Sail Check: How to Determine Whether You Need Sail Repair

When was the last time that you took a serious look at your sails? Sails are a big part of the total investment in a sailboat and it’s surprising how little attention is often given to that which powers or drives a boat.

It’s important to check your sails regularly, but it’s essential to know what you’re looking for. Here’s a little routine that will help keep your sails in tip-top condition and ready to do their job.

Let’s start with the head of the main and the headboard plate.

  • Is it good and secure?
  • Are all the grommets or rivets secure?
  • Is the stitching intact?
  • Is the shackle hole OK, not worn out?

From there work your way down the luff.

  • Look for areas where the bolt rope was worn through the sail.
  • Feel for any separations in the bolt rope or one that is separated from the body of the sail.
  • Look for grommets that have pulled out or gotten out of shape.
  • Check all the shackles or webbing that go through the grommets or are attached to the bolt rope which in turn are attached to a slide of some sort that in turn goes up and down the mast.

Are your luffs crooked?

It’s a simple thing to cut a straight edge or a gentle curve in the leading edge of the sail when building it, but when it comes time to attach this to a bolt rope flap, funny things happen. The next thing you know you have a slightly out-of-plumb or crooked luff. This can lead to distortion, strange wrinkles, a sail that’s hard to trim, etc. It can also make it hard to raise or lower a sail. All the above items are things that you can take care of.

Reef and Cunningham grommets, tack grommet

Continue on down the luff checking the reef and Cunningham grommets and on down to the tack grommet. All of these from time to time can be loaded up under great pressure and strain. Look for early signs of failure in the overlays that are built into these areas.

Work your way across the foot.

If you have grommets and slides or just a bolt rope five it the same treatment as the luff. At the back end of the sail we find one of the must abused parts of the mainsail, the outhaul or clew. At some point someone tightens the outhaul and then leaves it forever – but why? It’s like turning on your windshield wipers and never turning them off. You only need windshield wipers when its raining. You need only tighten the outhaul when you are going hard to weather. Off the wind you need to relax the outhaul. At the very least relax it when you are done sailing. After long periods of outhaul stretch it will have an adverse effect on the lower half of your sail and its shape.

Next we take a look at the leech of the sail.

Hopefully you have a leech line in the fold of the sail and its intact and has an easy method of securing it if you put tension on the line. You should never try to flatten the sail by just tightening up the mainsheet. Once you reach a point, use the leech line or if you have it use a flattening reef grommet to tighten the leech of the sail along with the leech line.

As you go over the leech of the sail, check out the batten pockets.

A batten should have a reasonable amount of tension placed on it by the elastic at the bottom of the pocket. What usually happens is the elastic goes bad and to compensate for bad elastic we put a longer batten into the pocket. Bad Idea! Again it distorts the sail and overrides the sail makers design. Tapered battens are good, and the lighter the better. When they are snug in the pocket, one option is to sew the pocket closed. If you have a sewing machine and are handy, you might attempt lifting the leading edge of the batten pocket and replacing the elastic, then stitching the pocket back down.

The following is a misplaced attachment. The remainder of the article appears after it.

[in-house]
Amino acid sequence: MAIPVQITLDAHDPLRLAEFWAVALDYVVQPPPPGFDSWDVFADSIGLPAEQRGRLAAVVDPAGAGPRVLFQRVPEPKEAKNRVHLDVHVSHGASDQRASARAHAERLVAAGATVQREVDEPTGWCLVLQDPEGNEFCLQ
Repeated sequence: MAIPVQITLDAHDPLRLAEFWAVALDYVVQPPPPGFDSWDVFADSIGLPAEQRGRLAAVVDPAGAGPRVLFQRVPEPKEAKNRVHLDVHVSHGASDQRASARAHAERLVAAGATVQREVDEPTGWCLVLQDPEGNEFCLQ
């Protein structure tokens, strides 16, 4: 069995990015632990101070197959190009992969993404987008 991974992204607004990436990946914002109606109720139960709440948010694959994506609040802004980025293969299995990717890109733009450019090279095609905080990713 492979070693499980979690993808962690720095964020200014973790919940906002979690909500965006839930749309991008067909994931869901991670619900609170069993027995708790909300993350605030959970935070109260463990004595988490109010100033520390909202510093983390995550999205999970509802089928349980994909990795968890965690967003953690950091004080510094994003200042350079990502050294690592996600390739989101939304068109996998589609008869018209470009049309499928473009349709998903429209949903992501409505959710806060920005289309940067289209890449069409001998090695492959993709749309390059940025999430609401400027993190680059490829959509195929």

Finish by checking all the seams.

Don’t be afraid to pull on a seam and try to tear it apart – better for it to separate in your hands on the dock than while hard on the wind trying to claw your way off a rocky shore or while trying to make the next mark in one tack and get the jump on the rest of the fleet.

How about checking a sail for rot?

If your inspection has come up with an area that looks frail or weak and you wonder if it’s rotten, try this. Take a sail maker’s needle and try pushing it through the area in question. If it passes through with little effort and meets with little resistance, then try creasing the area sharply and try tearing through the crease. You will know if it’s rotten.

An occasional fresh water rinse is good for sails.

  • Make sure you let them dry thoroughly before folding them and putting them away.
  • Never, never, put dacron/polyester sails into a swimming pool to clean them! It will make the sails brittle, turn them yellow, and but their usable life by two thirds.
  • A very mild washing with a mild dishwashing liquid that has no chlorine bleach can remove some of the surface dirt.
  • Use cold water only. Hot water can increase the intensity of the liquid cleaner and weaken or damage the resin that protects the sailcloth. Also, use only a sponge, not a brush.

Follow the same procedure for the job or genoa or any other sails.

A trip to your local sail maker on a regular basis can add years to the life of your sail but be careful if he starts talking about replacement. If you have looked you sail over, you know what kind of shape it’s in.

If your sail has lost some of its zest, has some stains like rust, grease, blood, etc., needs some repairs or modifications, consider contacting us at SailCare.

We have been cleaning, repairing, and restoring old sails to as near as new as is possible for over 18 years. Each year 3,500 sailors send us their sails from all over the world. We’d like to see your sails next!

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